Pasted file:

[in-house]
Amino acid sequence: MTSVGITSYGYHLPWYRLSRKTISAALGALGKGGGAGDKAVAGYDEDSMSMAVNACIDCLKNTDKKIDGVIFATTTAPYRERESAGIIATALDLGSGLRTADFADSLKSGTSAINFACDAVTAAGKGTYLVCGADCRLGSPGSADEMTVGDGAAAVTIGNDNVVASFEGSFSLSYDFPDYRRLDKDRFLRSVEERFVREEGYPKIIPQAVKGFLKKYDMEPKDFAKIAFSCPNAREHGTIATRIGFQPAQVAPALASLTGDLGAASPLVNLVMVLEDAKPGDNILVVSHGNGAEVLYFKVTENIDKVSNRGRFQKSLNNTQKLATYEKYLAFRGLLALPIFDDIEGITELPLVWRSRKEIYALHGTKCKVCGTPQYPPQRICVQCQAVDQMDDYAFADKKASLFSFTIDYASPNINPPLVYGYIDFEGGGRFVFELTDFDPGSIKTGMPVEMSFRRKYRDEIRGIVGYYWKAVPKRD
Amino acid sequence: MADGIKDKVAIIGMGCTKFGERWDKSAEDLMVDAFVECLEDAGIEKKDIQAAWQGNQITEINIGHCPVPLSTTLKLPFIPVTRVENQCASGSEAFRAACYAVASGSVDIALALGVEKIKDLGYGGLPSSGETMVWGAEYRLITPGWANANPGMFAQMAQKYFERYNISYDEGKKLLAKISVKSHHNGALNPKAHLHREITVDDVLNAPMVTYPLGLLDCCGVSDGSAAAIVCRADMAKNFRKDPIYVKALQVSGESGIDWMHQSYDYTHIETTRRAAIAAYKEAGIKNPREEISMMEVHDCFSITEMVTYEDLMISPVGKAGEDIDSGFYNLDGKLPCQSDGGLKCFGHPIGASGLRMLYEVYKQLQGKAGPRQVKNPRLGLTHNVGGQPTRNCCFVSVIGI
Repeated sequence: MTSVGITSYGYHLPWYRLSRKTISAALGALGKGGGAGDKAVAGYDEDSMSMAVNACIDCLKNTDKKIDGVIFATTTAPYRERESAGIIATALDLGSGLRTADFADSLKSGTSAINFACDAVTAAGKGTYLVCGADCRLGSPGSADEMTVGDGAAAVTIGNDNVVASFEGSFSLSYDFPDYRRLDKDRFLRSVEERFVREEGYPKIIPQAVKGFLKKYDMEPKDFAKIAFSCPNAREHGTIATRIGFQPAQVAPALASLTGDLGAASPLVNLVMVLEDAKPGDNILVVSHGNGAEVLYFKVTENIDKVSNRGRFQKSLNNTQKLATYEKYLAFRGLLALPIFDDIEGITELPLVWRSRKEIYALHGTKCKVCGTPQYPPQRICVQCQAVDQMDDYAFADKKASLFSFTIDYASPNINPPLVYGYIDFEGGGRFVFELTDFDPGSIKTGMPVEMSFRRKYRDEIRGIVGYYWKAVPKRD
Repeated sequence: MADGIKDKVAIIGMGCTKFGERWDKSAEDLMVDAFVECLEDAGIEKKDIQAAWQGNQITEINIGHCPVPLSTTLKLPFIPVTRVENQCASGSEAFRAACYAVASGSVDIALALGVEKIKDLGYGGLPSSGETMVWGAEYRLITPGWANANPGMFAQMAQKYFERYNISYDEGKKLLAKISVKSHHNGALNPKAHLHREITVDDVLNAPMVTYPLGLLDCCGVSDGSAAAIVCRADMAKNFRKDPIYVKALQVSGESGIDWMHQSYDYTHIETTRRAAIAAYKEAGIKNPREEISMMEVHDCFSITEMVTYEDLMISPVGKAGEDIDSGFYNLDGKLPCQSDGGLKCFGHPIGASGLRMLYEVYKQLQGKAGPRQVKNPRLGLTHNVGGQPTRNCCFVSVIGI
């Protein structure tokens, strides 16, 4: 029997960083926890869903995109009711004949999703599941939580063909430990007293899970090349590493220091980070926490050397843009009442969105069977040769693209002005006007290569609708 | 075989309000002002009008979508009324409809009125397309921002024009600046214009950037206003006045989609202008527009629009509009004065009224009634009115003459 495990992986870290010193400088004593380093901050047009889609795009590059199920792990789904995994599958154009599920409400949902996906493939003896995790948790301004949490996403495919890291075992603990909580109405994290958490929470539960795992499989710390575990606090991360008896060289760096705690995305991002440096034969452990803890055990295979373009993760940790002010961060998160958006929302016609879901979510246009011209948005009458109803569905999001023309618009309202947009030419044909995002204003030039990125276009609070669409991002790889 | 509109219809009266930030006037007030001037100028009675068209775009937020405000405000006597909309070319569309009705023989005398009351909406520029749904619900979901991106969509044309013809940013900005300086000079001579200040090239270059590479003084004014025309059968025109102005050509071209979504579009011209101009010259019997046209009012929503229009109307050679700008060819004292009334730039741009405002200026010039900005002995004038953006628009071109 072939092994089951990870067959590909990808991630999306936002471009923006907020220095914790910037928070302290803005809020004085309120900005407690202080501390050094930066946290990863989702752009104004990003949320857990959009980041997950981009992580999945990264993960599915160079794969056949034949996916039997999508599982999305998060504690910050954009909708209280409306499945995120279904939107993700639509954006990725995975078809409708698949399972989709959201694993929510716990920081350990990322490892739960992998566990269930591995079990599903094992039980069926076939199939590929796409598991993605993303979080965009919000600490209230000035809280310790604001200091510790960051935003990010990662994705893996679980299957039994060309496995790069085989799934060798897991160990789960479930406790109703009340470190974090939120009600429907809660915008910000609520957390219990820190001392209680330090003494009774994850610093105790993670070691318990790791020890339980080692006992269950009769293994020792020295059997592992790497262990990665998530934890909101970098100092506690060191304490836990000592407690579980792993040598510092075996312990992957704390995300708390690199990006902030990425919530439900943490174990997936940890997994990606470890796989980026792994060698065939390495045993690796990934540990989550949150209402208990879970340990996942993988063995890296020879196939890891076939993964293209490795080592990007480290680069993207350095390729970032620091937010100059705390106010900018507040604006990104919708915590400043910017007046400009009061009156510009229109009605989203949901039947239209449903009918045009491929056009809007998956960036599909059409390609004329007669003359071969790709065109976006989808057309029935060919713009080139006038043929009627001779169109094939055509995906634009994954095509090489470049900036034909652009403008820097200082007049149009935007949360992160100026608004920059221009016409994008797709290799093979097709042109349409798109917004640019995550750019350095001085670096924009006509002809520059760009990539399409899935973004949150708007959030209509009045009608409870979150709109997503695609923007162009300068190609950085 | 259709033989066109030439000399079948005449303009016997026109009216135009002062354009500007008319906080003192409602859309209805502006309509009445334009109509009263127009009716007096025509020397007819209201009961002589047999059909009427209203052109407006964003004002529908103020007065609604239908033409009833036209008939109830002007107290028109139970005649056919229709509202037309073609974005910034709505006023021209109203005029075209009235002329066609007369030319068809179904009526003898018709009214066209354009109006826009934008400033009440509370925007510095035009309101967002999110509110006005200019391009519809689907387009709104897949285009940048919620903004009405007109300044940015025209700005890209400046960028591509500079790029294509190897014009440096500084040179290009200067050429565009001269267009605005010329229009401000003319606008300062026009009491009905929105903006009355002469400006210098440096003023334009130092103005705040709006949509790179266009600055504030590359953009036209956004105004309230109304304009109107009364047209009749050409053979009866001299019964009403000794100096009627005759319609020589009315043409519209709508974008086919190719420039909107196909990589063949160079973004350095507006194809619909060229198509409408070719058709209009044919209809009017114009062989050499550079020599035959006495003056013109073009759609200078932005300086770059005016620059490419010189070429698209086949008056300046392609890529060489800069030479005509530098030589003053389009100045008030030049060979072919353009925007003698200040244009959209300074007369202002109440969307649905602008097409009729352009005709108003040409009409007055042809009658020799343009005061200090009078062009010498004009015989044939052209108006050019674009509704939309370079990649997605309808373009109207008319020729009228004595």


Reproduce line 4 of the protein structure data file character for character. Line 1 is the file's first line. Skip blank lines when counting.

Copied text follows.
Repeated sequence: MTSVGITSYGYHLPWYRLSRKTISAALGALGKGGGAGDKAVAGYDEDSMSMAVNACIDCLKNTDKKIDGVIFATTTAPYRERESAGIIATALDLGSGLRTADFADSLKSGTSAINFACDAVTAAGKGTYLVCGADCRLGSPGSADEMTVGDGAAAVTIGNDNVVASFEGSFSLSYDFPDYRRLDKDRFLRSVEERFVREEGYPKIIPQAVKGFLKKYDMEPKDFAKIAFSCPNAREHGTIATRIGFQPAQVAPALASLTGDLGAASPLVNLVMVLEDAKPGDNILVVSHGNGAEVLYFKVTENIDKVSNRGRFQKSLNNTQKLATYEKYLAFRGLLALPIFDDIEGITELPLVWRSRKEIYALHGTKCKVCGTPQYPPQRICVQCQAVDQMDDYAFADKKASLFSFTIDYASPNINPPLVYGYIDFEGGGRFVFELTDFDPGSIKTGMPVEMSFRRKYRDEIRGIVGYYWKAVPKRD